I AM GLAD TO BE HERE. This is the hardest theatre in New York to get into, even at the front door. I never got in without hard work. I am glad we have got so far in at last.
Well, I was kind of bored on the train, and I bought some newspapers—New Haven newspapers—and there was not much news in them, so I read the advertisements. There was one advertisement of a bench-show. I had heard of bench-shows, and I often wondered what there was about them to interest people. I had seen bench-shows—lectured to bench-shows, in fact—but I didn’t want to advertise them or to brag about them.
Well, I read on a little, and learned that a bench-show was not a bench-show—but dogs, not benches at all—only dogs. I began to be interested, and as there was nothing else to do I read every bit of the advertisement, and learned that the biggest thing in this show was a St. Bernard dog that weighed one hundred and forty-five pounds.
Before I got to New York I was so interested in the bench-shows that I made up my mind to go to one the first chance I got. Down on Sixth Avenue, near where that back door might be, I began to take things leisurely. I did not like to be in too much of a hurry. There was not anything in sight that looked like a back door.
There was another door beyond and I went there, and was met by a big, fierce man with a fur cap on and coat off, who remarked, “Phwat do yez want?” I told him I wanted to see Mr. Daly. “Yez can’t see Mr. Daly this time of night,” he responded.
I urged that I had an appointment with Mr. Daly, and gave him my card, which did not seem to impress him much. “Yez can’t get in and yez can’t shmoke here. Throw away that cigar. If yez want to see Mr. Daly, yez ‘ll have to be after going to the front door and buy a ticket, and then if yez have luck and he’s around that way yez may see him.”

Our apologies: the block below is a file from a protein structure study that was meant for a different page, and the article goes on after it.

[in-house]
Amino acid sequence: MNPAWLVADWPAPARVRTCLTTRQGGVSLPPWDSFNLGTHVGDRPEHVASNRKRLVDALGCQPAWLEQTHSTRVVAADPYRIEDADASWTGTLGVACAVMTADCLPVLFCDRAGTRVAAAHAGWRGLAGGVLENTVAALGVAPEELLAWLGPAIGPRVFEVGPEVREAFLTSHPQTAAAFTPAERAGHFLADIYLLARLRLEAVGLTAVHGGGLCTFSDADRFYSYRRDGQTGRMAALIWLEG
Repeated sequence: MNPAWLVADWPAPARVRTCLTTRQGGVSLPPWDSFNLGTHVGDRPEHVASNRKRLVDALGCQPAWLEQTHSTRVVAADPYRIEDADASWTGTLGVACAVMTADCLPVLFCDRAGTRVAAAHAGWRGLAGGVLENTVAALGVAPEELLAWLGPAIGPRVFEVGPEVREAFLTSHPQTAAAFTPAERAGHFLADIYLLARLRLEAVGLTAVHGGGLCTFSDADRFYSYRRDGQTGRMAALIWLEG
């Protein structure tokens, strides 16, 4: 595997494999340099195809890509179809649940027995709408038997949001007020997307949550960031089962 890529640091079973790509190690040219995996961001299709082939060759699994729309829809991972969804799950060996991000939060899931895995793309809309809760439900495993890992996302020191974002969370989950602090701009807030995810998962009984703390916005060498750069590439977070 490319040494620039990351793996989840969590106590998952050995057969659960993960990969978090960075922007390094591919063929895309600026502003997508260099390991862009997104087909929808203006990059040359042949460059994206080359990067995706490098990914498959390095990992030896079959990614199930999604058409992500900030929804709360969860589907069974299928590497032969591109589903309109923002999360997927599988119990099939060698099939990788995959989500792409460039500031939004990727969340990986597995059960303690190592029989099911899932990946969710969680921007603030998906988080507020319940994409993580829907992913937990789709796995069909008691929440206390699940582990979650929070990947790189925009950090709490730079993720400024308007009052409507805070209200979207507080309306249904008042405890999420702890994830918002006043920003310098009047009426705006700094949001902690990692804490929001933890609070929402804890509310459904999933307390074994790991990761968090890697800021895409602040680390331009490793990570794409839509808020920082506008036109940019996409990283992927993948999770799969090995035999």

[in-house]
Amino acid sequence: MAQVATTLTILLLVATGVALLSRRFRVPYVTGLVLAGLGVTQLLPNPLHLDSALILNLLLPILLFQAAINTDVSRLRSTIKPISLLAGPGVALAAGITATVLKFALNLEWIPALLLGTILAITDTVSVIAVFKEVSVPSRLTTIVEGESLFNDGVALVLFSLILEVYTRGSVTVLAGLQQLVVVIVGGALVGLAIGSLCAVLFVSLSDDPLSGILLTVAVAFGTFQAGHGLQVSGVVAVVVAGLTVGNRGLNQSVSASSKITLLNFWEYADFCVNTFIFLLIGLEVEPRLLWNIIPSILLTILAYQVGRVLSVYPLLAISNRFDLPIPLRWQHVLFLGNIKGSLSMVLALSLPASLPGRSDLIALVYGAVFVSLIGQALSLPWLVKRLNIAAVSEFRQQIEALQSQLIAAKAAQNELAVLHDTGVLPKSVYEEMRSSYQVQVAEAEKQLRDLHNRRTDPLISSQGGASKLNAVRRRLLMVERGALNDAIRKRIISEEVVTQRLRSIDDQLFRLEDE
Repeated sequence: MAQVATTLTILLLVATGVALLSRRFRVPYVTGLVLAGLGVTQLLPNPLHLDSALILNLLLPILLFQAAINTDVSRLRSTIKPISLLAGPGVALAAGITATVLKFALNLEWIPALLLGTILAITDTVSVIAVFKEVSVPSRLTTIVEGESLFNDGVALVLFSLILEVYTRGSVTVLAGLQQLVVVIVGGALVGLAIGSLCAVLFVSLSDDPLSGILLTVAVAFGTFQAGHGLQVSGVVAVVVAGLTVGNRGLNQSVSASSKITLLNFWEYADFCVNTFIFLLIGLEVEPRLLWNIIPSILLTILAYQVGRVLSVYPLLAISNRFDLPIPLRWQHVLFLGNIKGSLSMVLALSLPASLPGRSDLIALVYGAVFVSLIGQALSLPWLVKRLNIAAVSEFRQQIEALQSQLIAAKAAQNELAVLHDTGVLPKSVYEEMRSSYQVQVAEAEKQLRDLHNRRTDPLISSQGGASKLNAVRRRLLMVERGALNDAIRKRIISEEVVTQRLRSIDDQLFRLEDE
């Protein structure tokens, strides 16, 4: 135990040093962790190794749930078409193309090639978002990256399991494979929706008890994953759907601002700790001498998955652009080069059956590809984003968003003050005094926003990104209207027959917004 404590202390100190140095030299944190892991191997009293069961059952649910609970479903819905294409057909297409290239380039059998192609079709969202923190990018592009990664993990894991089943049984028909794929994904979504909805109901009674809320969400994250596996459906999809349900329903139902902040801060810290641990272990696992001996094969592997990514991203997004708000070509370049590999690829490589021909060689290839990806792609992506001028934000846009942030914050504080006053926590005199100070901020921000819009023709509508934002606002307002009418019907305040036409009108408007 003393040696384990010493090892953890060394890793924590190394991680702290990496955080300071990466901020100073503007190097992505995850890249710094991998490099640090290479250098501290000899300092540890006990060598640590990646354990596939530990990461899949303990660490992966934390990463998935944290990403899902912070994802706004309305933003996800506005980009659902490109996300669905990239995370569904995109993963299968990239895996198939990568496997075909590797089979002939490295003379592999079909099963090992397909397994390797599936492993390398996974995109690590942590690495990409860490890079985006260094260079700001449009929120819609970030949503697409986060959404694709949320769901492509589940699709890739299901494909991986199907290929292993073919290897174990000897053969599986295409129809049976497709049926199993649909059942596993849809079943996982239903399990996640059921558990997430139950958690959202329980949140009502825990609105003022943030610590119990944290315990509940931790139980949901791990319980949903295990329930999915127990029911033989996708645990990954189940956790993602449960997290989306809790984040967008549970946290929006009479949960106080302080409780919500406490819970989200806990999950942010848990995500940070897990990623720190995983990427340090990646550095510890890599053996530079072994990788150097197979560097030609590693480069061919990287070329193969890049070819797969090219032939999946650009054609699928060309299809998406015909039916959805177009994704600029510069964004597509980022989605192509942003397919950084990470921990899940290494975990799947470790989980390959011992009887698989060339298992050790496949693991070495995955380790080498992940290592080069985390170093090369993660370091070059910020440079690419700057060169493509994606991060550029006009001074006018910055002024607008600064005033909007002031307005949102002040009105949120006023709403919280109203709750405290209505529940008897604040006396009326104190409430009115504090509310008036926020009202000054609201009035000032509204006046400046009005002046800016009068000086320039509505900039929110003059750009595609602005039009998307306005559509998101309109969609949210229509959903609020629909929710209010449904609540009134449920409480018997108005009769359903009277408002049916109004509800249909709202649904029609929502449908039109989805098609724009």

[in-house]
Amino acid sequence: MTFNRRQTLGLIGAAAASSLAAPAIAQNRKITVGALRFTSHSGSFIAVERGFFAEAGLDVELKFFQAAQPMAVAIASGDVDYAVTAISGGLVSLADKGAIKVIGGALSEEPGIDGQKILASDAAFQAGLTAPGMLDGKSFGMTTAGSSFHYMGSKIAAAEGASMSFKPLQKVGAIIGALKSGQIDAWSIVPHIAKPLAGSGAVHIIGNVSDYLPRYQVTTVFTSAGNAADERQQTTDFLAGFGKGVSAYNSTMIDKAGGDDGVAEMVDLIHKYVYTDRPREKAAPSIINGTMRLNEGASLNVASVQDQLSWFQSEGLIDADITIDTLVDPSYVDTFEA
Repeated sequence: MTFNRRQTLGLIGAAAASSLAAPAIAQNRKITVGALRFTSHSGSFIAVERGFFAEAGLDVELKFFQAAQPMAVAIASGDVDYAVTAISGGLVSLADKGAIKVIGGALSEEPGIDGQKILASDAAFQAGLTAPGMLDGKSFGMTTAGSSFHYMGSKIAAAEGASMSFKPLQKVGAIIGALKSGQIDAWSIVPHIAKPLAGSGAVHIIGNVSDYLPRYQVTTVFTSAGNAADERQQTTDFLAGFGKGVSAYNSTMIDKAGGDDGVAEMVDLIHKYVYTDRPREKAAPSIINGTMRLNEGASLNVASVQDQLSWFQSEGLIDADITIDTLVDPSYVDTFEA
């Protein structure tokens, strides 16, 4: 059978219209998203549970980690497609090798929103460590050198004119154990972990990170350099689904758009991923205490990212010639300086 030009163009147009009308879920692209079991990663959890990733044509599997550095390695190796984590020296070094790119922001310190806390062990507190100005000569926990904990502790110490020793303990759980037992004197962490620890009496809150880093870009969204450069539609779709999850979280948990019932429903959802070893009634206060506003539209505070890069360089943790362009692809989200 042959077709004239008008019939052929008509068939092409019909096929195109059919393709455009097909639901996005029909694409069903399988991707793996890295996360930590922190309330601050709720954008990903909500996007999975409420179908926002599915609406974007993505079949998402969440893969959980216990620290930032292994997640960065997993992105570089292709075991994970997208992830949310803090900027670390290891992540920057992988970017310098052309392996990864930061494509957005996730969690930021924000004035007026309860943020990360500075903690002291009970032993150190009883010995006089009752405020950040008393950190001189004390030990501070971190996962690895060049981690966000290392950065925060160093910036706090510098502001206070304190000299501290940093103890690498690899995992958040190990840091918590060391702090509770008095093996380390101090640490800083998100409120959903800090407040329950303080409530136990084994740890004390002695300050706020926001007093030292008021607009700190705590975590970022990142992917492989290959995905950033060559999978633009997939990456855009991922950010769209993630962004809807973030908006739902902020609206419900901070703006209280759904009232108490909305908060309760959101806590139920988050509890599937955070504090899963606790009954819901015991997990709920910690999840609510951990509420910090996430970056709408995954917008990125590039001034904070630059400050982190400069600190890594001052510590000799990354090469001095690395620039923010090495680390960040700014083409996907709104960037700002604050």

I was getting discouraged, but I had one resource left that had been of good service in similar emergencies. Firmly but kindly I told him my name was Mark Twain, and I awaited results. There was none. He was not fazed a bit. “Phwere’s your order to see Mr. Daly?” he asked.
I handed him the note, and he examined it intently. “My friend,” I remarked, “you can read that better if you hold it the other side up.”
But he took no notice of the suggestion, and finally asked: “Where’s Mr. Daly’s name?”
“There it is,” I told him, “on the top of the page.”
“That’s all right,” he said, “that’s where he always puts it; but I don’t see the ‘W’ in his name,” and he eyed me distrustfully. Finally, he asked, “Phwat do yez want to see Mr. Daly for?”
“Yes.” It was my only hope.
“Phwat kind—theatres?” that was too much.
“What kind of shows, then?”
“Bench-shows.” It was risky, but I was desperate.
“Bench—shows, is it—where?” The big man’s face changed, and he began to look interested.
“New Haven, it is? Ah, that’s going to be a fine show. I’m glad to see you. Did you see a big dog in the other room?”
“How much do you think that dog weighs?”
“One hundred and forty-five pounds.”
“Look at that, now! He’s a good judge of dogs, and no mistake. He weighs all of one hundred and thirty-eight. Sit down and shmoke—go on and shmoke your cigar, I’ll tell Mr. Daly you are here.”
In a few minutes I was on the stage shaking hands with Mr. Daly, and the big man standing around glowing with satisfaction. “Come around in front,” said Mr. Daly, “and see the performance. I will put you into my own box.”
And as I moved away I heard my honest friend mutter, “Well, he desarves it.”
– 13 April 1887